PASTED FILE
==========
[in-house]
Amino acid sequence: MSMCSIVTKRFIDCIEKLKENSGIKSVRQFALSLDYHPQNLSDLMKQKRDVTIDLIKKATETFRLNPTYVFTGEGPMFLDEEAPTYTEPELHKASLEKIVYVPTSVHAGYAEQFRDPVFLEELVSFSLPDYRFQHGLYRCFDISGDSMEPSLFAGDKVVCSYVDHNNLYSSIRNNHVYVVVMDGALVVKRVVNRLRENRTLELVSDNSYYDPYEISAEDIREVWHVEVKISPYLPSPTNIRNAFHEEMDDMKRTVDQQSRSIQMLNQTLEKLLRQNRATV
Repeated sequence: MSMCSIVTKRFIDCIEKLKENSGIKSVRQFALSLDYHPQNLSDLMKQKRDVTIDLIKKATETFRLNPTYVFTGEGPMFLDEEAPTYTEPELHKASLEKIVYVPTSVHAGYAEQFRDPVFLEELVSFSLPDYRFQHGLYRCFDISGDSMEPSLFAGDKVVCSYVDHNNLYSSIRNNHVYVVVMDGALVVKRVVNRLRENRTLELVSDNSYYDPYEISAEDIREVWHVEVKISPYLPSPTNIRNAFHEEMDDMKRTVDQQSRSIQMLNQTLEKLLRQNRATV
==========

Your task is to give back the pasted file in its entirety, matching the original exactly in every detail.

[in-house]
Amino acid sequence: MSMCSIVTKRFIDCIEKLKENSGIKSVRQFALSLDYHPQNLSDLMKQKRDVTIDLIKKATETFRLNPTYVFTGEGPMFLDEEAPTYTEPELHKASLEKIVYVPTSVHAGYAEQFRDPVFLEELVSFSLPDYRFQHGLYRCFDISGDSMEPSLFAGDKVVCSYVDHNNLYSSIRNNHVYVVVMDGALVVKRVVNRLRENRTLELVSDNSYYDPYEISAEDIREVWHVEVKISPYLPSPTNIRNAFHEEMDDMKRTVDQQSRSIQMLNQTLEKLLRQNRATV
Repeated sequence: MSMCSIVTKRFIDCIEKLKENSGIKSVRQFALSLDYHPQNLSDLMKQKRDVTIDLIKKATETFRLNPTYVFTGEGPMFLDEEAPTYTEPELHKASLEKIVYVPTSVHAGYAEQFRDPVFLEELVSFSLPDYRFQHGLYRCFDISGDSMEPSLFAGDKVVCSYVDHNNLYSSIRNNHVYVVVMDGALVVKRVVNRLRENRTLELVSDNSYYDPYEISAEDIREVWHVEVKISPYLPSPTNIRNAFHEEMDDMKRTVDQQSRSIQMLNQTLEKLLRQNRATV